Long Lines, White Out Conditions Mark Voting Across Northern Nevada
As our Nevada Vote team reports, despite heavy snow across the region, lots of voters were casting ballots on Election Day, including younger and first time voters, with polls showing extremely competitive races for governor, Senate and other important elected posts.
Snow fell heavily across the northern Nevada region Tuesday, perhaps impacting turnout for highly competitive races in the Silver State’s 2022 midterms, which include an electoral contest between incumbent Senator Catherine Cortez Masto and Republican challenger Adam Laxalt.
The balance of power in the U.S. Senate could come down to vote counting in northern Nevada, where voters could also cast their mail-in ballots on voting day.
One of the youngest voters braving the snow in Carson City was Alberto Banda. “It’s not only important to vote during the presidency but it’s really important to vote during the local elections because that’s where the change can really happen,” he said.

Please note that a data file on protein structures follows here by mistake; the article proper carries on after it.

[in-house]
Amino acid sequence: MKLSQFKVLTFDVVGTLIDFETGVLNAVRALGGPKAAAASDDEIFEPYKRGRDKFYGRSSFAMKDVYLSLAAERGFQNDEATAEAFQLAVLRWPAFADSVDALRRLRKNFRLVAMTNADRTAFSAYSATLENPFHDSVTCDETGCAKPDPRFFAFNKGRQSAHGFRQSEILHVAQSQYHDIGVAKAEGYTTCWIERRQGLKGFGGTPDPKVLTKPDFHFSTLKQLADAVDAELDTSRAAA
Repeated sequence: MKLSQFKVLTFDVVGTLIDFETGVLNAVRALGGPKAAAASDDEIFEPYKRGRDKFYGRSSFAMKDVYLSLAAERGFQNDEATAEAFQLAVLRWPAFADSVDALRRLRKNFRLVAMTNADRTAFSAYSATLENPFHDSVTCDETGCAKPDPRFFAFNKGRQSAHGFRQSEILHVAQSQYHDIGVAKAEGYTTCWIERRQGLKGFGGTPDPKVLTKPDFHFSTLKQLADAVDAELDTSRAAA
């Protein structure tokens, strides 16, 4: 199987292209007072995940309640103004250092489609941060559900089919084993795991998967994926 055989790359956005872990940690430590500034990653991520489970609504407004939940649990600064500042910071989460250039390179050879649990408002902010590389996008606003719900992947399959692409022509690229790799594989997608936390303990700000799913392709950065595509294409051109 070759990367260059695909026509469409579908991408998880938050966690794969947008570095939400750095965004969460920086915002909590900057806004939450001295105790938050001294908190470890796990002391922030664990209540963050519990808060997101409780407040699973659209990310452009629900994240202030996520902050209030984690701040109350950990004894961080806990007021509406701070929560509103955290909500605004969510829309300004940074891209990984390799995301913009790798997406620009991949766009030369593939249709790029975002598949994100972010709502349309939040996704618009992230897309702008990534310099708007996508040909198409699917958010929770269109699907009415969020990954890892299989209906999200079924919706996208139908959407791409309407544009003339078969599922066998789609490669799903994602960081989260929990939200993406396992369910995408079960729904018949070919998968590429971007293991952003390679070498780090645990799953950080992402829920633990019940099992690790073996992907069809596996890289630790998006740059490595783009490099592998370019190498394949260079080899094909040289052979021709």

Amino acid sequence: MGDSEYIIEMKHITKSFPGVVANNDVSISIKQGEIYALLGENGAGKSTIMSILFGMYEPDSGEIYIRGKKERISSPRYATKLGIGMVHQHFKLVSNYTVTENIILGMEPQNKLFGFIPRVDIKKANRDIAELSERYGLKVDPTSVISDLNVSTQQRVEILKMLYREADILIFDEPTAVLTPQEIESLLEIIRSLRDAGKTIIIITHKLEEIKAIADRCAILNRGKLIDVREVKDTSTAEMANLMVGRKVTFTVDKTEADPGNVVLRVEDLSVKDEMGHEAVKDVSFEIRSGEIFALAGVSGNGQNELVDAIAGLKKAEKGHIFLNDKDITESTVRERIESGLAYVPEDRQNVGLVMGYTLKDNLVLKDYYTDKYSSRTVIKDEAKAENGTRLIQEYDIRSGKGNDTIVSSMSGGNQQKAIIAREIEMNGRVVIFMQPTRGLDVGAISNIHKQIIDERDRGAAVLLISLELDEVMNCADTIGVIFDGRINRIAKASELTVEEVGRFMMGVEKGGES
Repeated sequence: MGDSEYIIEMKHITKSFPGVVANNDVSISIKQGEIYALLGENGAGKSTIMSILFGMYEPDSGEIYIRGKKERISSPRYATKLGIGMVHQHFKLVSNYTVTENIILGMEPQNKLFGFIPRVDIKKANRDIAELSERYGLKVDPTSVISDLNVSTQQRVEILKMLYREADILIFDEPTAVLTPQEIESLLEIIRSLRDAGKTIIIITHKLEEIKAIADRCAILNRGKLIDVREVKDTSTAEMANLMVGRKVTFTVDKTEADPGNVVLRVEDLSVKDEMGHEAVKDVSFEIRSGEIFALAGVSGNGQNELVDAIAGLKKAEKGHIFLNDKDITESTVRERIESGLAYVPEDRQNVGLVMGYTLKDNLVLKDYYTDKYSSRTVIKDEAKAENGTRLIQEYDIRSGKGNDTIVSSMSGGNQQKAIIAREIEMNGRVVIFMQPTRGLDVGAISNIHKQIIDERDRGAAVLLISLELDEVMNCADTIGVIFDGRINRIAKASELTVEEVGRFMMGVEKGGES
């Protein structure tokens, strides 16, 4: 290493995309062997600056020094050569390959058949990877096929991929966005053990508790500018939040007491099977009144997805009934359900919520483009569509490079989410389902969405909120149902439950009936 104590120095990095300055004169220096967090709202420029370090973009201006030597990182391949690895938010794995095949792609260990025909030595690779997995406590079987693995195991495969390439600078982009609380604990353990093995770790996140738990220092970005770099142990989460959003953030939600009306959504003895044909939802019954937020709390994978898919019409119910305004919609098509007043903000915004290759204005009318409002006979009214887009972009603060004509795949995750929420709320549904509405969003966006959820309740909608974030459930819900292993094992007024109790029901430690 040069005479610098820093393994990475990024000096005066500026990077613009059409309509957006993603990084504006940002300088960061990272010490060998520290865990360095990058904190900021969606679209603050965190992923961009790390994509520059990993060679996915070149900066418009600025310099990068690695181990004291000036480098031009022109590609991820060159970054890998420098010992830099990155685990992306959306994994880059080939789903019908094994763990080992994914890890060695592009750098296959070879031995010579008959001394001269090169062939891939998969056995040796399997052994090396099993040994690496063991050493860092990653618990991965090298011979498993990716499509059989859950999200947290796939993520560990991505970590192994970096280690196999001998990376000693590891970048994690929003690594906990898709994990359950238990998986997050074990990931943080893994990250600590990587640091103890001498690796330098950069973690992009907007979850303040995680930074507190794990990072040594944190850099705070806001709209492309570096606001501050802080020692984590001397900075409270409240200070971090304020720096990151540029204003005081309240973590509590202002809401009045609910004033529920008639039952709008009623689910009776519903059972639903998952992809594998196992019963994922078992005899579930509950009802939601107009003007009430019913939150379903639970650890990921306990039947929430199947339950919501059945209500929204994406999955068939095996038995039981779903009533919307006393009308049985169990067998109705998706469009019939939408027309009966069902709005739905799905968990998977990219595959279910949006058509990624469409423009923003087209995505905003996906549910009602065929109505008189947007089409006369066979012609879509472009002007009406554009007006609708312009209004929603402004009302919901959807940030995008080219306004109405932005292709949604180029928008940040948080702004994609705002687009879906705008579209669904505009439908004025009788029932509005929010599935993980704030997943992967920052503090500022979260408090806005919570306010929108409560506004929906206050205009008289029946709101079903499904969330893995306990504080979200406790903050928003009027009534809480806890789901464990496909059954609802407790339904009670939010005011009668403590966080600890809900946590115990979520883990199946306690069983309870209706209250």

Voters had to choose for that Senate race, governor where the polling has also been extremely tight between incumbent Democrat Steve Sisolak and GOP challenger Joe Lombardo, other statewide positions, ballot questions and many local races.
At the Sparks Library, Ana, 20, a medical assistant said it was important for younger voters like herself to cast a ballot, because “they’re the ones that are affected more.”
"I think it's important to vote," said Vidhi, 19, a student at UNR and lab worker on being a first time voter. She was in a long early morning voting line on campus.
"I have a voice and I think it's important to use it, especially since there's so many important issues that are in jeopardy, especially during this election,” she said. “And in this day and age, it's really important, especially [in] Nevada. Nevada always has really important elections, so I think it's important that my vote counts and voting makes it known that I have an opinion, I have values that I'm going to put out into the world."
Ryland Howser, 26, (in denim jacket above), an elementary school special needs instructor, said he was part of the future generation, which shouldn’t be discounted.
“I think it’s important for my demographic to come out and put our two cents,” he said after voting at the downtown Washoe County library. “I don’t necessarily always agree with what’s going on but if I don’t get out and vote, I can’t say that I at least tried.”
With pre-election polls so close for many races in Nevada, and voters also able to send their mail-in ballots with a today postmark, results in Washoe County and surrounding areas could take several days before these are definitive.
If the Senate’s balance comes down to the Cortez Masto / Laxalt race, there could be intense worldwide attention on the local vote counting.